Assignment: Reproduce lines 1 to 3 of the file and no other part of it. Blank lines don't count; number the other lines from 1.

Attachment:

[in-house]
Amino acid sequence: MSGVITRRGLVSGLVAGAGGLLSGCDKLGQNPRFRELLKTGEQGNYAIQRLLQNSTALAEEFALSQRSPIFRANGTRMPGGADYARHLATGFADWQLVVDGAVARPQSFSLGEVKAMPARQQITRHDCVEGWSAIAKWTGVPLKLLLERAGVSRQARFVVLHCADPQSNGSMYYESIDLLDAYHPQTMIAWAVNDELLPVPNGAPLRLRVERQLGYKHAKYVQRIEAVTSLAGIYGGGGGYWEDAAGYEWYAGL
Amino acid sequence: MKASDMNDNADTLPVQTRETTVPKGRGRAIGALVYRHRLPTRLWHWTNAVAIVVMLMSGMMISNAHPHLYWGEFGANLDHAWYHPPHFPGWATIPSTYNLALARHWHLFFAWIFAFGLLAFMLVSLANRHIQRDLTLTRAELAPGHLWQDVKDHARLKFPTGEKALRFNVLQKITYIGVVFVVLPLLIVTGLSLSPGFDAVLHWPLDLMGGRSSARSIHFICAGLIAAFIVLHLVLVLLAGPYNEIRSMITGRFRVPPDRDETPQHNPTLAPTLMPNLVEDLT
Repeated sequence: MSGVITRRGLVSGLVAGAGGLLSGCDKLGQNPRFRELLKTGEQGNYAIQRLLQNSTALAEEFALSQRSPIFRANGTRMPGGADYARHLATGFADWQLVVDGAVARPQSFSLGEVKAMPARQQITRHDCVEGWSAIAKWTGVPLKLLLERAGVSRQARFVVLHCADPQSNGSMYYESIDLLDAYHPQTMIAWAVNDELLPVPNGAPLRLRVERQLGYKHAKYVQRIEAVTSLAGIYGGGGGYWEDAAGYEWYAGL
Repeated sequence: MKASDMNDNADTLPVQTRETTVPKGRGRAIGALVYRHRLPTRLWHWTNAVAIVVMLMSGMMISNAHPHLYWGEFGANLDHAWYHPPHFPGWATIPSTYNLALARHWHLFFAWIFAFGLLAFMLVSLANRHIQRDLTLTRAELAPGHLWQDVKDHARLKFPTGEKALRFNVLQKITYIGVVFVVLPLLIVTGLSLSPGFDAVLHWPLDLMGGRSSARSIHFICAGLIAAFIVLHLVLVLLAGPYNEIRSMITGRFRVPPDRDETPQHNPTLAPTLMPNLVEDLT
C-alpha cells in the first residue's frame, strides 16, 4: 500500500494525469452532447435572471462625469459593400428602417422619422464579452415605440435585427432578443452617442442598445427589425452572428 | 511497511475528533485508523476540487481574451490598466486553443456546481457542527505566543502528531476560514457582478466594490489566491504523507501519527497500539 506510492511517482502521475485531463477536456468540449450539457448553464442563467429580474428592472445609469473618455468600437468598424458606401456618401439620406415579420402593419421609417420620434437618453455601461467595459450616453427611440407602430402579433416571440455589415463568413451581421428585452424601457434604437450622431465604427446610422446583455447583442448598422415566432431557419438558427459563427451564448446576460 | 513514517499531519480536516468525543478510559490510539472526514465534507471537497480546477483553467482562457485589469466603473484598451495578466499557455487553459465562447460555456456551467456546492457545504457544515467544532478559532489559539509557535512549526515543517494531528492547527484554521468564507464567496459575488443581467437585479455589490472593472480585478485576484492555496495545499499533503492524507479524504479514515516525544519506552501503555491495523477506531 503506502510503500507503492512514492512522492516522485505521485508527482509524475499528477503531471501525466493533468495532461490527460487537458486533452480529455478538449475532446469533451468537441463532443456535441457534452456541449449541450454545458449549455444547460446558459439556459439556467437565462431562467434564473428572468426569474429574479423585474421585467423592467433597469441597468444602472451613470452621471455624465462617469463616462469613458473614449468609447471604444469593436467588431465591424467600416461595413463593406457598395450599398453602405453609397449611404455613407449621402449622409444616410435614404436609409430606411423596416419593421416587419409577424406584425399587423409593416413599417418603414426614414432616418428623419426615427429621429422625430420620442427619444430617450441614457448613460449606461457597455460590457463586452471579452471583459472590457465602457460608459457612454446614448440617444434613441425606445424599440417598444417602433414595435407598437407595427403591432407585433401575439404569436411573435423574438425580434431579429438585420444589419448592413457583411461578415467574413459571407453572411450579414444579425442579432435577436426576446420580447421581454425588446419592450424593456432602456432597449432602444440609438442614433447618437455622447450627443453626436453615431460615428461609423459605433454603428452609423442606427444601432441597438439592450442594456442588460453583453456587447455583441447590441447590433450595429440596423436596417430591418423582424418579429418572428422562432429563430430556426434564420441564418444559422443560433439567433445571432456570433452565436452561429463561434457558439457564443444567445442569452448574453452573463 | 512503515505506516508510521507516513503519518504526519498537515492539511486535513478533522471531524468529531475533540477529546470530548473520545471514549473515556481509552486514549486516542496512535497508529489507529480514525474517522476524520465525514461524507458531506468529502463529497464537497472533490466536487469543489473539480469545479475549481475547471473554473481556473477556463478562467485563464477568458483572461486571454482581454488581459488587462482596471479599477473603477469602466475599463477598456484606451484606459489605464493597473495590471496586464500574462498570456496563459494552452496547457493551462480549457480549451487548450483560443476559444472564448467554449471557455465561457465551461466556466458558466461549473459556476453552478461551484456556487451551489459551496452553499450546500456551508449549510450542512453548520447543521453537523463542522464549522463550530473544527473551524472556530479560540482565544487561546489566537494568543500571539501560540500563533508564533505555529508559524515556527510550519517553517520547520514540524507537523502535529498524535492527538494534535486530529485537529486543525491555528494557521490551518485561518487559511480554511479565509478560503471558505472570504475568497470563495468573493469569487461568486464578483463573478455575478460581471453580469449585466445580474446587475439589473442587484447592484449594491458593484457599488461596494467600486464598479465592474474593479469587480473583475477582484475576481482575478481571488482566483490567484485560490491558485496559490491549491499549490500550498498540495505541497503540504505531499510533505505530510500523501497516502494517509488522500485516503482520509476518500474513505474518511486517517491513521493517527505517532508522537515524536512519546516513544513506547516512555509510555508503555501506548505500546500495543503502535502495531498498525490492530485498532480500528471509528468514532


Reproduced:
[in-house]
Amino acid sequence: MSGVITRRGLVSGLVAGAGGLLSGCDKLGQNPRFRELLKTGEQGNYAIQRLLQNSTALAEEFALSQRSPIFRANGTRMPGGADYARHLATGFADWQLVVDGAVARPQSFSLGEVKAMPARQQITRHDCVEGWSAIAKWTGVPLKLLLERAGVSRQARFVVLHCADPQSNGSMYYESIDLLDAYHPQTMIAWAVNDELLPVPNGAPLRLRVERQLGYKHAKYVQRIEAVTSLAGIYGGGGGYWEDAAGYEWYAGL
Amino acid sequence: MKASDMNDNADTLPVQTRETTVPKGRGRAIGALVYRHRLPTRLWHWTNAVAIVVMLMSGMMISNAHPHLYWGEFGANLDHAWYHPPHFPGWATIPSTYNLALARHWHLFFAWIFAFGLLAFMLVSLANRHIQRDLTLTRAELAPGHLWQDVKDHARLKFPTGEKALRFNVLQKITYIGVVFVVLPLLIVTGLSLSPGFDAVLHWPLDLMGGRSSARSIHFICAGLIAAFIVLHLVLVLLAGPYNEIRSMITGRFRVPPDRDETPQHNPTLAPTLMPNLVEDLT